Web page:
Changing hip hop to an equal opportunity platform would be like moving a fucking glacier.

  • welfare baby

    fourth bitches

  • REAL TALK NY

    GOOD POST,BUT I THINK YOU ARE FIGHTING A BATTLE THAT CAN NOT BE WON.
    I KNOW YOU ARE AWARE WHAT KIND OF MUSIC IS BEING PUT OUT FOR LISTENING PLEASURES (CARS,DRUGS,JEWERLY OF COURSE, AND LAST BUT NOT LEAST FELATIO).

    YOU MAKE GOOD POINTS, BUT THINGS HAVE CHANGED FOR THE WORST. A COUPLE OF MONTHS AGO… A FRIEND OF MINE’S WHO IS A TEACHER WAS TELLING ME THE SHIT THAT HAPPENS IN HER GRAMMAR SCHOOL SHE TEACHHES AT.. CATCHING LITTLE GIRLS PERFORMING SEXUAL FAVORS TO YOUNG BOYS.( I GUESS MILK DOES A BODY GOOD…LMAO) JUST PLAYING BUT YOU SEE WHAT I AM SAYING.

    AT THIS RATE BY THE AGE OF 30-35 WOMEN WILL BE FACING A LIFETIME CASE OF Laryngitis.

    PARDON THE JOKES… IM LOOKING FORWARD TO THE RESPONSE.

  • SONNY CHEEBA

    fuck a bitch!

  • Mikey Ess AKA SukedowN

    The term Hip-Hop feminist is about as contradictory as Pornography Feminist.

    Lil Kim is the only commercially successful female rapper who has minimized males to the same extent as the average commercially successful male rapper minimizes females.

    Lil Kim’s reversal formula may never again be seen. The only way for a female to be successful in this game is to lower her standards or create some new gimmick.

  • thoreauly77

    feminism and hiphop do co-exist. but there is a problem inherart and that is the misogyny in lyrics. personaly, i am disgusted by it and i choose not to listen to it. some of my favorite artists include ghostface (who can be truly foul), mf doom (can be foul as well), and aesop rock (rarely if ever has displayed misogyny in his lyrics). this is a fraction of what i listen to, but i find it difficult to support some of these artists as a consumer because the purchase of their music in many ways justifies their behavior. what is the answer? i dont know exactly. i dont think it as simple as boycotting so much as it is essential to include feminist discourse in hiphop as a means to attempt a balance/dialogue amongst the consumers and artists (and hopefully the industry will take note).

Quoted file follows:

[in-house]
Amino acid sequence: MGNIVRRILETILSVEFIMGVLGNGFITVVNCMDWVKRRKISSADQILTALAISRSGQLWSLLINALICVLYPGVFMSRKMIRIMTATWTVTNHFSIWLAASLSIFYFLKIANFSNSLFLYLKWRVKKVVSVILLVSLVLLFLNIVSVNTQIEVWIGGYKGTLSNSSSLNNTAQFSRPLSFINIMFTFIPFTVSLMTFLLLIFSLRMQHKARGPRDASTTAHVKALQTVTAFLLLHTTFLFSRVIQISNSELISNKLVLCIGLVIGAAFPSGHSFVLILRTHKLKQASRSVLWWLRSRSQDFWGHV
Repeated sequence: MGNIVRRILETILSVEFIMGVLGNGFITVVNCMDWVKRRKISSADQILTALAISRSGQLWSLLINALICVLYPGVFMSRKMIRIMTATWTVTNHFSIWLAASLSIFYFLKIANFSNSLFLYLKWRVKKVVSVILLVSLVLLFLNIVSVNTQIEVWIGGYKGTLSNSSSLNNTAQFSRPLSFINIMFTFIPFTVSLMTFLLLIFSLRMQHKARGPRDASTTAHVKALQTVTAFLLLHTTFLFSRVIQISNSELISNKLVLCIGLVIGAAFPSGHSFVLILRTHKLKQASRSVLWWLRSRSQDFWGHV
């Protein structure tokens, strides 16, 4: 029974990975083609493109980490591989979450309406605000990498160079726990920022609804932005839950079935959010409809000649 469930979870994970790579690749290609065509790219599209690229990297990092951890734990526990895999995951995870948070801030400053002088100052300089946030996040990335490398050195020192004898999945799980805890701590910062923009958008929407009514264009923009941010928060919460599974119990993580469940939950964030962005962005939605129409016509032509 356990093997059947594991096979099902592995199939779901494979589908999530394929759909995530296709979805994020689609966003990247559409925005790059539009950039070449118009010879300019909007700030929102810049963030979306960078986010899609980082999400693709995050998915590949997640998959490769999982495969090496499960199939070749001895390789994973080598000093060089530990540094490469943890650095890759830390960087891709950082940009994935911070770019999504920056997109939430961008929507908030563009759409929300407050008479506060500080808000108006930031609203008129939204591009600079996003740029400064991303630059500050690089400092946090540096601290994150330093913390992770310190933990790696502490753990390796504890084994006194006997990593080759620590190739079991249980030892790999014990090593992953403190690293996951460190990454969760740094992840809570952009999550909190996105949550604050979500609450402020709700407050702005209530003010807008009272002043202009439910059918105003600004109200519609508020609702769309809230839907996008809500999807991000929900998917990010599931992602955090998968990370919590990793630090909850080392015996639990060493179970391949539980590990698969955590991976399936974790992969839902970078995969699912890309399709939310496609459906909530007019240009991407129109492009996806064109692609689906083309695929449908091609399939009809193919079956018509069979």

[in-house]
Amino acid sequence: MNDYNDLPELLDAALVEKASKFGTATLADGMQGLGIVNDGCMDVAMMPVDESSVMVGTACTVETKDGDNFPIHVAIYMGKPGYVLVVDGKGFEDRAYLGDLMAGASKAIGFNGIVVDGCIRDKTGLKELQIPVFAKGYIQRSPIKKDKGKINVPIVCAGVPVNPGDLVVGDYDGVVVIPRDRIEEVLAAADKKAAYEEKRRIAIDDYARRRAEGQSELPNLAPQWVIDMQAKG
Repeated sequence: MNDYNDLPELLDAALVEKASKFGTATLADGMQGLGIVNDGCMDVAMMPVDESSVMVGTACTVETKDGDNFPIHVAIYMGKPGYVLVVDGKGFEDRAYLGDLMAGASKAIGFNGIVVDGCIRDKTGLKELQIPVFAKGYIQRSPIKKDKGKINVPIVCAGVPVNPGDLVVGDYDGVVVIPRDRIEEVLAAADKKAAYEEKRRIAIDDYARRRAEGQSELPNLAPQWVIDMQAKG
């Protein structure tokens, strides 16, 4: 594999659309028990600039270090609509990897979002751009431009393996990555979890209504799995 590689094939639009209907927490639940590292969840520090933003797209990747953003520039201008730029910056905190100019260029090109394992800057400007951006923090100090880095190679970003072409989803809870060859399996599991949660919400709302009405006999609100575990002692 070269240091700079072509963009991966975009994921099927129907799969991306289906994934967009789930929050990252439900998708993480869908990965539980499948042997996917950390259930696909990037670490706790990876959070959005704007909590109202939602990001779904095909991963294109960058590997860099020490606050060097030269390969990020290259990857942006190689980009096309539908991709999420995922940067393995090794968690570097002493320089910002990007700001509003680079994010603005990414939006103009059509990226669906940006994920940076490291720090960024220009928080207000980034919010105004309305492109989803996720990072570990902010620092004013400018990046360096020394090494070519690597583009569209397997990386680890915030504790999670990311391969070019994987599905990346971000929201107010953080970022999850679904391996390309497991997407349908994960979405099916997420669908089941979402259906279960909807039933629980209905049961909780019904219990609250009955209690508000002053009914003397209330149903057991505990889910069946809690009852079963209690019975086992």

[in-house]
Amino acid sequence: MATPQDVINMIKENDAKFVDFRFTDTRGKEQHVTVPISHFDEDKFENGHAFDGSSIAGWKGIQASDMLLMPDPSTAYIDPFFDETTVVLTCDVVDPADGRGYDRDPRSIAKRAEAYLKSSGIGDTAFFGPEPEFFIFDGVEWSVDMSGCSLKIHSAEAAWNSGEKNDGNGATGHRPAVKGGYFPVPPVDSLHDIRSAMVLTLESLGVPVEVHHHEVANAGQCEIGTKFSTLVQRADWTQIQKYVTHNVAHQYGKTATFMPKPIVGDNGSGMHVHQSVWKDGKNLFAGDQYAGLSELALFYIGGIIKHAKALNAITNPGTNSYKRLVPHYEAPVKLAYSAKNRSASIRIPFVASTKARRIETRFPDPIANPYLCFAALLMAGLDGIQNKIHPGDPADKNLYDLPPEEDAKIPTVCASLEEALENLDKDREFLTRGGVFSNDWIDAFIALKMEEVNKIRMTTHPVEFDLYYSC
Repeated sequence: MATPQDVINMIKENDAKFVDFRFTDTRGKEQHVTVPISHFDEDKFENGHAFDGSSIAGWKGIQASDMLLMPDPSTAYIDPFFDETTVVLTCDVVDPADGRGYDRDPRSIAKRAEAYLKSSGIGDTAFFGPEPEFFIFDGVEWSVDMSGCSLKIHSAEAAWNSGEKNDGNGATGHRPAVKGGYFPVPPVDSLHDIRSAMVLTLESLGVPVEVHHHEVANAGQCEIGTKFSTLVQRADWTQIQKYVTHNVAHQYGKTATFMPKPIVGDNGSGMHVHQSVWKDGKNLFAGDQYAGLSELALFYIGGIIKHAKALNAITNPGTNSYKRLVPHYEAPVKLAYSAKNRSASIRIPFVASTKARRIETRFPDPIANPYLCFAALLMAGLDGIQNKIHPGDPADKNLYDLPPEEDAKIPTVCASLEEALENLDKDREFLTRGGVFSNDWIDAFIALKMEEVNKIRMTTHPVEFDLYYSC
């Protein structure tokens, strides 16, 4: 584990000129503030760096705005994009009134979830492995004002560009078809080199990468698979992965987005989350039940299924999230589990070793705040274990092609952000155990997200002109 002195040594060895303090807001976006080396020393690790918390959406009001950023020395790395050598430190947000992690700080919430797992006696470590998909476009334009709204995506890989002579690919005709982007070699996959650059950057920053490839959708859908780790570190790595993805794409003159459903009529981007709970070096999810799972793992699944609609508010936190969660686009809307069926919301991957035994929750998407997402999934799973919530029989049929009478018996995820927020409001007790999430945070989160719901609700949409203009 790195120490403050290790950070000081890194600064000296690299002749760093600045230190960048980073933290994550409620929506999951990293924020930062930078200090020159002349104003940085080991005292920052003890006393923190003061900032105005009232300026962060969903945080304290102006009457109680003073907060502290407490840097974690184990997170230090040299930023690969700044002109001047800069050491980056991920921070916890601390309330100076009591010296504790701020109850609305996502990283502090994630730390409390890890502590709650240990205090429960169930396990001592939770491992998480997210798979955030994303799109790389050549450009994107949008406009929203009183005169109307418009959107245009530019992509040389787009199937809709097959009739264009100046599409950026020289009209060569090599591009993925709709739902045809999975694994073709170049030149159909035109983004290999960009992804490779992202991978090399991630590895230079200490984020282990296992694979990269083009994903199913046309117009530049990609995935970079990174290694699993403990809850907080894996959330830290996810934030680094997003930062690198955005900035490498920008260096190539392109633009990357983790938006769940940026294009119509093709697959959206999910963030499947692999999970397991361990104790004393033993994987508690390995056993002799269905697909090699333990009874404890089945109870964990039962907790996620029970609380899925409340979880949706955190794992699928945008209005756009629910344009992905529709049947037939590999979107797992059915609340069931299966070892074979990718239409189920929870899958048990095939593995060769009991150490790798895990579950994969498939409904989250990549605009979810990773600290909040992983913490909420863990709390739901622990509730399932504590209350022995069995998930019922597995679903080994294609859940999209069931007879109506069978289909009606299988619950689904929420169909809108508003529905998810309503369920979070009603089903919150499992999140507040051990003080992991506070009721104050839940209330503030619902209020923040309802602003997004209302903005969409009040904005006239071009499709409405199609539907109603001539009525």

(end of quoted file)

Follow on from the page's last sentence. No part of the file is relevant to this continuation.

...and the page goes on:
good post.

  • http://www.myspace/corinnemq Corinne

    I like you on this, stick around. That picture is for real the shit, I like. =D

  • http://fckedup.blogspot.com MB

    This blog was amazing!

    Do you think a hip hop mag like XXL would have the balls (per the masculine grammatics) to do a regular feminism and hip hop column?

  • Stingy

    wait till you tell em about Mark Anthony Neal’s “Black Male Feminist” theory. then they’ll really flip.

  • erin

    Wonderful post sis!

  • http://xxl Vic Dollar

    I like what you say! Keep doin what you do. This hip-hop is about word play not fore play!!! REAL TALK

  • Bang

    the hoez are the ones making it hardest for women to change up their image and standing for the better. clean up house and teach the shorties …. or expect it to keep up. That’s it

  • Bang

    oh, and respect. good points but it’s just the start. Peace

  • missbridge

    Hey Spelmanite-
    Loved the entry. Its very refreshing to have this type of perspective at XXLMAG.com. Hopefully, they keep you on to offer commentary with artists and such.

  • pat

    Let’s take one small illustrative example from XXL. The prominent “Eye Candy” section makes it read like a men’s magazine (e.g. Maxim). What if XXL or any hip hop magazine more resembled Essence than Maxim? How would it be as a man to read a magazine about hip hop culture that was packaged with a different gender of reader in mind? How would it be as a woman?
    ^^^^^
    like reading Vibe magazine